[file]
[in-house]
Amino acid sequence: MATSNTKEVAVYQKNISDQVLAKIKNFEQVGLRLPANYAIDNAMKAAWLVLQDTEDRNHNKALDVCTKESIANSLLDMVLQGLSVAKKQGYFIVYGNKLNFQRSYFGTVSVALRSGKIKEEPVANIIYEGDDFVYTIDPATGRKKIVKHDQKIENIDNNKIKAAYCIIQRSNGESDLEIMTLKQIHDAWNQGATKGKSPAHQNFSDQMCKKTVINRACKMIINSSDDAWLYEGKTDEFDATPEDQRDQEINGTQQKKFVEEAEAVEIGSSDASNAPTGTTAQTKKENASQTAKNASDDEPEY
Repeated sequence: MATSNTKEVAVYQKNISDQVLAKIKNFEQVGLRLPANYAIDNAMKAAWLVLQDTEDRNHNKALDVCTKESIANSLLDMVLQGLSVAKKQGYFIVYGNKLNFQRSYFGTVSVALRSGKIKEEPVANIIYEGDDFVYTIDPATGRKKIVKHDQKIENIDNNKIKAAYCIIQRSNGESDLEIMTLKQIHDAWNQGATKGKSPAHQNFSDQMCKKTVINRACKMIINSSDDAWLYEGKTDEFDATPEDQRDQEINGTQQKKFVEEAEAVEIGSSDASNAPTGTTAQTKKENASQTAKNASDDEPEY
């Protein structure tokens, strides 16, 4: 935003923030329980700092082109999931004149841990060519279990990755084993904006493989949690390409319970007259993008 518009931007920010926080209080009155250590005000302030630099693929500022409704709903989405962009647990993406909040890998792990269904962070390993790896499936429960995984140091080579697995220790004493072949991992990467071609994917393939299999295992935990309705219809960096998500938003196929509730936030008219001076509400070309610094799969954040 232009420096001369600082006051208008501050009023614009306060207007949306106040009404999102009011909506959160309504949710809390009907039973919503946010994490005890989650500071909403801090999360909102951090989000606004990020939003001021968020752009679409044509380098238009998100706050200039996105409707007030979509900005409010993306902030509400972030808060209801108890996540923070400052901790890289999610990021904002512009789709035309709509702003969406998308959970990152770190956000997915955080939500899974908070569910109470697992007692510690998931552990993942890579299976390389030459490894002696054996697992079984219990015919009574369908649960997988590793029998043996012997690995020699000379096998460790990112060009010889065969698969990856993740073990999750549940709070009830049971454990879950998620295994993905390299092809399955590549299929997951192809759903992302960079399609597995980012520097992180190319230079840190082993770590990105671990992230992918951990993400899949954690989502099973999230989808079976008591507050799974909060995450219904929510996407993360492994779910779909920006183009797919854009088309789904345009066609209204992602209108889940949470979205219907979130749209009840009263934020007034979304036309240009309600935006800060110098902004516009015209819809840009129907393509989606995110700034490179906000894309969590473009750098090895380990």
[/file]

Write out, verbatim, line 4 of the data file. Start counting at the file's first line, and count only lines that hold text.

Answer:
């Protein structure tokens, strides 16, 4: 935003923030329980700092082109999931004149841990060519279990990755084993904006493989949690390409319970007259993008 518009931007920010926080209080009155250590005000302030630099693929500022409704709903989405962009647990993406909040890998792990269904962070390993790896499936429960995984140091080579697995220790004493072949991992990467071609994917393939299999295992935990309705219809960096998500938003196929509730936030008219001076509400070309610094799969954040 232009420096001369600082006051208008501050009023614009306060207007949306106040009404999102009011909506959160309504949710809390009907039973919503946010994490005890989650500071909403801090999360909102951090989000606004990020939003001021968020752009679409044509380098238009998100706050200039996105409707007030979509900005409010993306902030509400972030808060209801108890996540923070400052901790890289999610990021904002512009789709035309709509702003969406998308959970990152770190956000997915955080939500899974908070569910109470697992007692510690998931552990993942890579299976390389030459490894002696054996697992079984219990015919009574369908649960997988590793029998043996012997690995020699000379096998460790990112060009010889065969698969990856993740073990999750549940709070009830049971454990879950998620295994993905390299092809399955590549299929997951192809759903992302960079399609597995980012520097992180190319230079840190082993770590990105671990992230992918951990993400899949954690989502099973999230989808079976008591507050799974909060995450219904929510996407993360492994779910779909920006183009797919854009088309789904345009066609209204992602209108889940949470979205219907979130749209009840009263934020007034979304036309240009309600935006800060110098902004516009015209819809840009129907393509989606995110700034490179906000894309969590473009750098090895380990």